My daughter dove for the tennis ball and came up with a winner and a bloody shin. Slipping on the tennis court, running and falling around the house, tripping up the stairs, stubbing toes. All signs of a kid moving too fast for the world around them.
She’s at the age where she doesn’t come running any more to have it bandaged, iced, coddled. And we don’t come running either. She can take care of it herself. But she still gets extra love from one of the most compassionate in the house. Any detection of someone not feeling right, and she comes running around the corner and sliding across the floor to make sure everything is ok. Ears flop down, a mournful look, tail wagging in a way that displays concern rather than the usual “come play with me.”
Our dog finds her way to the injured and offers comfort. A nuzzle, followed by sitting right atop the wounded, and if there’s a wound, the licking begins. Over the next few days, our Westy continues to seek out the injured and dives right into the wound, licking away. My daughter pushes her away multiple times, but she comes right back to the ankle, drawn to the small area scabbing over, and slobbers all over it.
The health benefits of dogs continue to grow. Since their domestication over 15,000 years ago, from wolves in East Africa, dogs have been a steady part of our lives. In 2017, almost 90 millions dogs were owned in the US, with over 60% of all households having a dog.
Dogs probably roam your hospital hallways. I know I see them in mine regularly. They make their way into hospice and palliative care and are often active parts of hospital policy discussion over whether they can visit sick patients. They have shown to help comfort and offer general succor to the sick and wounded.
They are healers.
What’s the history of dogs in medicine? Unlike our little Westy, this one has a long tale. Ok, that’s the worst dad pun ever, but I’m keeping it in.
Our ancient healer, the god of medicine, Aesculapius, had his healing temples throughout the Roman empire. Pilgrimages were made to the temple, where folks offered sacrifices. Temple excavations reveal clay votives of every body part. Those who were suffering from afflictions would bring these gifts and sacrifices to the priests at the temples in hopes of a visit in a dream from Asclepius, who would offer a cure for their ailment.
I saw one of these votives in Caesarea this past summer. Dogs often could be found hanging around these temples. They would lick wounds, offer compassion, guard the temple and help with healing.
The patron saint of dogs is St. Roch. And it seems appropriate that he’s also a healer. St. Roch is associated with the plague. Churches dedicated to him exist throughout Europe. He will have his dog at his side, as he survived his own bout of the plague due to the assistance of a kind canine. He helped those with the plague, only to be beset with it himself. Afflicted with bubonic plague, alone in the woods, a dog found him and brought him food, licked his wounds, and aided in his recovery. He went on to help others with the plague. St. Roch is often depicted with a bubo on his thigh and a dog with bread in his mouth at his side.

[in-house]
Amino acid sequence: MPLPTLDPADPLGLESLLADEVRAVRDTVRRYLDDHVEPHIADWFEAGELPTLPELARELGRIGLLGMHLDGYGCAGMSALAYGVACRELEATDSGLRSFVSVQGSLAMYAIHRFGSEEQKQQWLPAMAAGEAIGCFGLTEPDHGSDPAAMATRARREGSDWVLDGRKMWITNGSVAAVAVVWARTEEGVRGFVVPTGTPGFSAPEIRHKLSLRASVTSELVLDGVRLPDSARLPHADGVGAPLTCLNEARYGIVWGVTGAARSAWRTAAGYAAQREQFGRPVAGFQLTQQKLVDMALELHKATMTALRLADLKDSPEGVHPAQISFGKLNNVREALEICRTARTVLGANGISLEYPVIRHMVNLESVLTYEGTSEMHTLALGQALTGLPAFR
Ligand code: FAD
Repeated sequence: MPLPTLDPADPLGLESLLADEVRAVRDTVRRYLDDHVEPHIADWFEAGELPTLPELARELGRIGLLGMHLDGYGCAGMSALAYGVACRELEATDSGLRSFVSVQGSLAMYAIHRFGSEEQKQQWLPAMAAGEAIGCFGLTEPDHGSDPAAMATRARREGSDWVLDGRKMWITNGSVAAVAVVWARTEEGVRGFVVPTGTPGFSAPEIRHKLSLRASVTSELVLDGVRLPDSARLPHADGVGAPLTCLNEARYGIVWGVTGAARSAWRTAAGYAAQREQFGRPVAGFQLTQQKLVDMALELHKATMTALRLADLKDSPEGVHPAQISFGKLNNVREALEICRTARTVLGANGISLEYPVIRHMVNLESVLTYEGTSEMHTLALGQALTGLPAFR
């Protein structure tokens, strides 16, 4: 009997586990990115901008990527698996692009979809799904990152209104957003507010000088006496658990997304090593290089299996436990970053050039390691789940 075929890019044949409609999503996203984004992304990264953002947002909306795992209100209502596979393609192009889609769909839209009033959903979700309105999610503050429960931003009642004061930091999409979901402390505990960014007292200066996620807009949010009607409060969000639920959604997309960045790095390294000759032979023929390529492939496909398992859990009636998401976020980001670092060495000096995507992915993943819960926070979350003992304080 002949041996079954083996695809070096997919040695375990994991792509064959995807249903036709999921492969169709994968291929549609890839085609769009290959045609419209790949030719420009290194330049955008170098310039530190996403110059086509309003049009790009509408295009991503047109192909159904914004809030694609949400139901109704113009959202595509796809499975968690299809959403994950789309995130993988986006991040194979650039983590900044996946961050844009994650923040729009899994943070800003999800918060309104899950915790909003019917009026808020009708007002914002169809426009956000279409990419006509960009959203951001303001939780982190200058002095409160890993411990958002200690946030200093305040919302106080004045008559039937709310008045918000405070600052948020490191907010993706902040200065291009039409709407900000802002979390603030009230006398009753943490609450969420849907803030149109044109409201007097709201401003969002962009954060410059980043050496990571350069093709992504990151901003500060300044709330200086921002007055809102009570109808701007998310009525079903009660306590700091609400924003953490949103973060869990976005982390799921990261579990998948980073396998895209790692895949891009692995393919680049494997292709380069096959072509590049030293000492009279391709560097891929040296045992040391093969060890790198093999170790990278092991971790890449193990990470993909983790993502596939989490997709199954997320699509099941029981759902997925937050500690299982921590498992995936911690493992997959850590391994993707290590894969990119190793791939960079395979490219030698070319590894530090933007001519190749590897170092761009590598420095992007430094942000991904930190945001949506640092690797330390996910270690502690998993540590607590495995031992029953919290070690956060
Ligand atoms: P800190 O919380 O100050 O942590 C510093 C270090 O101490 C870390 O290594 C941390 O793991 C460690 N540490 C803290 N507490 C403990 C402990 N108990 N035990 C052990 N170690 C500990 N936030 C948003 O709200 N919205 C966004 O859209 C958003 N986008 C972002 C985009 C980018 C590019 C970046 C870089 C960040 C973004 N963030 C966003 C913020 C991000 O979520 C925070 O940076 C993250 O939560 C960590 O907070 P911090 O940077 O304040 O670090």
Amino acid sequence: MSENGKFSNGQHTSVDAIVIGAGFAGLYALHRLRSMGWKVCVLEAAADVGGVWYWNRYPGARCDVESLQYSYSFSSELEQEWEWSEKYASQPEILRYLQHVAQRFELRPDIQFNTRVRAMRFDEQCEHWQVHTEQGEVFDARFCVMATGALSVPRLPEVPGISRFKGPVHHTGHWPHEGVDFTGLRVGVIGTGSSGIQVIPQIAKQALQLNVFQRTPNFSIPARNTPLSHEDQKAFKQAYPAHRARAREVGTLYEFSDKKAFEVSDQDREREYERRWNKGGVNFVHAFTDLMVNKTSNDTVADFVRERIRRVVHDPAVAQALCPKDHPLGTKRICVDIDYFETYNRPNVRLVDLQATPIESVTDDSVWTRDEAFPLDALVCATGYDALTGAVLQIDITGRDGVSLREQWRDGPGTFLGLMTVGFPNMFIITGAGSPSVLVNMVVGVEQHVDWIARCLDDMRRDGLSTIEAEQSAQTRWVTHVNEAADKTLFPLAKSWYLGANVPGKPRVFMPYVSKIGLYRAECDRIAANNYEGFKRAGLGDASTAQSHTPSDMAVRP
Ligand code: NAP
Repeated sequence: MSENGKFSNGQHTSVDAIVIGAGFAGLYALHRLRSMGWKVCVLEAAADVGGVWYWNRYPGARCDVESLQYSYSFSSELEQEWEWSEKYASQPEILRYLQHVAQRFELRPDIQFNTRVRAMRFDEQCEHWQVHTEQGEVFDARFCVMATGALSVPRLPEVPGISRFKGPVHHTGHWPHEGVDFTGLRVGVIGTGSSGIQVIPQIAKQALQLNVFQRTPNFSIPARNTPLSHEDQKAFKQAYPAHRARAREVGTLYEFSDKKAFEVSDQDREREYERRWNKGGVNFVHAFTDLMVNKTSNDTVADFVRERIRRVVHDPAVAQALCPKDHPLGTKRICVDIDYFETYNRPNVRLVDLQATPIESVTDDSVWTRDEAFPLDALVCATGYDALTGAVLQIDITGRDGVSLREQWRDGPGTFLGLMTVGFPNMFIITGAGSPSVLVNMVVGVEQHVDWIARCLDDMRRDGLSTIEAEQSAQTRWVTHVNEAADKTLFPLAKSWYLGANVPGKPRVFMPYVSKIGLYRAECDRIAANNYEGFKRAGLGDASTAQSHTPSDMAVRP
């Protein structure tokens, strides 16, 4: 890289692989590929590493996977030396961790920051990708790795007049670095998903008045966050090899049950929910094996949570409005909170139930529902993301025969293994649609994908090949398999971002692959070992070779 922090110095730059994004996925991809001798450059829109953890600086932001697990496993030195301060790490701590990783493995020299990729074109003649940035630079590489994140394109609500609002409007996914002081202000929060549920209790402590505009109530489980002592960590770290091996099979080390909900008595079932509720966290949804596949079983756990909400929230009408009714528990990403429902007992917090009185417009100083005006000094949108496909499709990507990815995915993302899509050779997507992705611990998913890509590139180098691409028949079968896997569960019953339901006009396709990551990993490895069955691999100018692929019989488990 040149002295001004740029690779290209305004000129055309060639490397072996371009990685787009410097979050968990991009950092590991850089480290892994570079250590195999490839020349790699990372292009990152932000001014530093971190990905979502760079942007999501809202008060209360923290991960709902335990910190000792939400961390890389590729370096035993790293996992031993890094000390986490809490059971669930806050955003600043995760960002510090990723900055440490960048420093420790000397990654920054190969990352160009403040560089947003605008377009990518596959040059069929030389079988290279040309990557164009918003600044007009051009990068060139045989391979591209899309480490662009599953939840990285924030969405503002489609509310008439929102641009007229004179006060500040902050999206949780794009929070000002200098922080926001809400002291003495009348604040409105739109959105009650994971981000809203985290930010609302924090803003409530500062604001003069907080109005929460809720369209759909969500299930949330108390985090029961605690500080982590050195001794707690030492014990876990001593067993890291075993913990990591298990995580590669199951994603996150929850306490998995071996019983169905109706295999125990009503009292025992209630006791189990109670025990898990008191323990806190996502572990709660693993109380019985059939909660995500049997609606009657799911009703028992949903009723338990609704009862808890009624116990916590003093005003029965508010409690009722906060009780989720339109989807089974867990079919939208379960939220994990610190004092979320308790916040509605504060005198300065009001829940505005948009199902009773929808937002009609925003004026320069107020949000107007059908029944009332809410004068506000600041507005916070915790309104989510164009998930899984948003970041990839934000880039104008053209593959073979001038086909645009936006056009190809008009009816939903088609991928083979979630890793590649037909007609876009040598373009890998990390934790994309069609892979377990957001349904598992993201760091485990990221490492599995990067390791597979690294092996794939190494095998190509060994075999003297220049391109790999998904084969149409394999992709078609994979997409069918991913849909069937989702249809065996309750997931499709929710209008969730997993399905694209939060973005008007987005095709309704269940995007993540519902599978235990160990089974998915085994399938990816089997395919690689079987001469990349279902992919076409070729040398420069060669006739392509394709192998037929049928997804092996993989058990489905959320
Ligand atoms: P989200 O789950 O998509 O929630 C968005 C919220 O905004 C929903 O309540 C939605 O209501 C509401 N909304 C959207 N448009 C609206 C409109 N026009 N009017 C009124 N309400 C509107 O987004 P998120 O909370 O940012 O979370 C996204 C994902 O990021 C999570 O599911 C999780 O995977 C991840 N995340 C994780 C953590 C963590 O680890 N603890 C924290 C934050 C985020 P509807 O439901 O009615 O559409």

Dogs make their way into scientific news, at the ready for an innovation. Dogs can detect Cdiff and may be able to serve as early warning system for breast and other cancers. Many people have dogs who detect seizures before they occur or detect hypoglycemia. They are truly life savers. Dogs have been used for research for years. Thankfully, use is declining, and perhaps will eventually be eliminated, as lab dogs exhibit signs of stress and anxiety and often have surgery to remove vocal cords so their barking doesn’t disturb the lab. For all their contributions to medicine, research seems one area other non-animal models should be utilized instead.
Hospitals seem to have more and more dogs being allowed in. This recent summary shows the benefits and challenges of dogs in the hospital. They can impact blood pressure, relieve stress and assist with pain relief, although studies have had mixed results. The Cdiff-detecting dogs wound up being more interested in breakfast or a drink from the toilet. In addition, there’s a concern that dogs can increase the risk for MRSA colonization.
I know our dog is always the first to greet anyone coming home. She is always ready to play but knows when it’s time to sit and relax. And there may be something to the licking of wounds: their saliva has extra healing proteins. The innate sense of licking makes some sense, in efforts to clear the wound at least of debris. But when you watch the member of the family also catch lizards and eat up its own puke, it’s not clear how we then allow man’s best friend to lick our faces or our wounds.
When we’ve been teaching our dogs to heel, maybe all along, they heard heal. For an animal for whom one of the best tricks is to play dead, in reality, they keep life going pretty well. The hype may be bigger than the bark, but I’m hopeful. These dogs seem to be ticking. And keep on licking.